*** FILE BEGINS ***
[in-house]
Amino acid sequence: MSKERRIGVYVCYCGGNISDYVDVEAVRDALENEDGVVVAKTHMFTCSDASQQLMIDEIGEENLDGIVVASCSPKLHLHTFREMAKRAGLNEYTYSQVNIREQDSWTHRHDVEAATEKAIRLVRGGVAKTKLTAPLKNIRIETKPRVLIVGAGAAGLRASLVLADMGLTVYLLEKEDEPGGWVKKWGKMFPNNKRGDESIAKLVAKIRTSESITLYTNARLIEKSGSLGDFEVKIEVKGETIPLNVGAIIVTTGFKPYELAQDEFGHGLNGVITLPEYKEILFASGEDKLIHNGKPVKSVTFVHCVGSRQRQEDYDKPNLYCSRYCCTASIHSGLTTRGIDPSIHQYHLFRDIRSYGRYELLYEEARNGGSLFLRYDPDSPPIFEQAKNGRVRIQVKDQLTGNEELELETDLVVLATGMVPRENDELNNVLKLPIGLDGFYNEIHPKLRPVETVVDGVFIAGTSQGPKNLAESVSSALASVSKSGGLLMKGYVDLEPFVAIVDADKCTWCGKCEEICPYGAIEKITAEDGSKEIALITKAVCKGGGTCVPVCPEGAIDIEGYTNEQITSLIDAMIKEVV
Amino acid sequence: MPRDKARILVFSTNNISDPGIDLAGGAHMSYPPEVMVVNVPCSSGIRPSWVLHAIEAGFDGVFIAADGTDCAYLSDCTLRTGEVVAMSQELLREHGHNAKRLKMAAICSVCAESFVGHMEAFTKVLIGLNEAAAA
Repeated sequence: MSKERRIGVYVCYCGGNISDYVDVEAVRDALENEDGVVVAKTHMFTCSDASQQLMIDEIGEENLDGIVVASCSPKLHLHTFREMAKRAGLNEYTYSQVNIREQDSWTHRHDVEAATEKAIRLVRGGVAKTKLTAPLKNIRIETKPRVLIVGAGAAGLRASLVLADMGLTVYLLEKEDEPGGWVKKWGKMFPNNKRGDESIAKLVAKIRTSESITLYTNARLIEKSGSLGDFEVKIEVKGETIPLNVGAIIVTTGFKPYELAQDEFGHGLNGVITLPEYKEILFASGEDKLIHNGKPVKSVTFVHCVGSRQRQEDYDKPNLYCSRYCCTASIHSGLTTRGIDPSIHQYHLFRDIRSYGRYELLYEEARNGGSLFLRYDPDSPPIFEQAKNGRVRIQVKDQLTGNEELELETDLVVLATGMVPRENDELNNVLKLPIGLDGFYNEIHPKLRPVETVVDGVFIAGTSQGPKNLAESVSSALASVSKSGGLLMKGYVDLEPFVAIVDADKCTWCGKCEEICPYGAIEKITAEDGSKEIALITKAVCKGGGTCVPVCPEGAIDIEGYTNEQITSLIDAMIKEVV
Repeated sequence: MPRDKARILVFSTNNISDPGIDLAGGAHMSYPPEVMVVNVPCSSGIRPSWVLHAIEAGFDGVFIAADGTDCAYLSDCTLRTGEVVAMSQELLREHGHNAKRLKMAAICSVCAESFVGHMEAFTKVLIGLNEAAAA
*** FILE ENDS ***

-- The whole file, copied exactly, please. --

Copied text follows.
[in-house]
Amino acid sequence: MSKERRIGVYVCYCGGNISDYVDVEAVRDALENEDGVVVAKTHMFTCSDASQQLMIDEIGEENLDGIVVASCSPKLHLHTFREMAKRAGLNEYTYSQVNIREQDSWTHRHDVEAATEKAIRLVRGGVAKTKLTAPLKNIRIETKPRVLIVGAGAAGLRASLVLADMGLTVYLLEKEDEPGGWVKKWGKMFPNNKRGDESIAKLVAKIRTSESITLYTNARLIEKSGSLGDFEVKIEVKGETIPLNVGAIIVTTGFKPYELAQDEFGHGLNGVITLPEYKEILFASGEDKLIHNGKPVKSVTFVHCVGSRQRQEDYDKPNLYCSRYCCTASIHSGLTTRGIDPSIHQYHLFRDIRSYGRYELLYEEARNGGSLFLRYDPDSPPIFEQAKNGRVRIQVKDQLTGNEELELETDLVVLATGMVPRENDELNNVLKLPIGLDGFYNEIHPKLRPVETVVDGVFIAGTSQGPKNLAESVSSALASVSKSGGLLMKGYVDLEPFVAIVDADKCTWCGKCEEICPYGAIEKITAEDGSKEIALITKAVCKGGGTCVPVCPEGAIDIEGYTNEQITSLIDAMIKEVV
Amino acid sequence: MPRDKARILVFSTNNISDPGIDLAGGAHMSYPPEVMVVNVPCSSGIRPSWVLHAIEAGFDGVFIAADGTDCAYLSDCTLRTGEVVAMSQELLREHGHNAKRLKMAAICSVCAESFVGHMEAFTKVLIGLNEAAAA
Repeated sequence: MSKERRIGVYVCYCGGNISDYVDVEAVRDALENEDGVVVAKTHMFTCSDASQQLMIDEIGEENLDGIVVASCSPKLHLHTFREMAKRAGLNEYTYSQVNIREQDSWTHRHDVEAATEKAIRLVRGGVAKTKLTAPLKNIRIETKPRVLIVGAGAAGLRASLVLADMGLTVYLLEKEDEPGGWVKKWGKMFPNNKRGDESIAKLVAKIRTSESITLYTNARLIEKSGSLGDFEVKIEVKGETIPLNVGAIIVTTGFKPYELAQDEFGHGLNGVITLPEYKEILFASGEDKLIHNGKPVKSVTFVHCVGSRQRQEDYDKPNLYCSRYCCTASIHSGLTTRGIDPSIHQYHLFRDIRSYGRYELLYEEARNGGSLFLRYDPDSPPIFEQAKNGRVRIQVKDQLTGNEELELETDLVVLATGMVPRENDELNNVLKLPIGLDGFYNEIHPKLRPVETVVDGVFIAGTSQGPKNLAESVSSALASVSKSGGLLMKGYVDLEPFVAIVDADKCTWCGKCEEICPYGAIEKITAEDGSKEIALITKAVCKGGGTCVPVCPEGAIDIEGYTNEQITSLIDAMIKEVV
Repeated sequence: MPRDKARILVFSTNNISDPGIDLAGGAHMSYPPEVMVVNVPCSSGIRPSWVLHAIEAGFDGVFIAADGTDCAYLSDCTLRTGEVVAMSQELLREHGHNAKRLKMAAICSVCAESFVGHMEAFTKVLIGLNEAAAA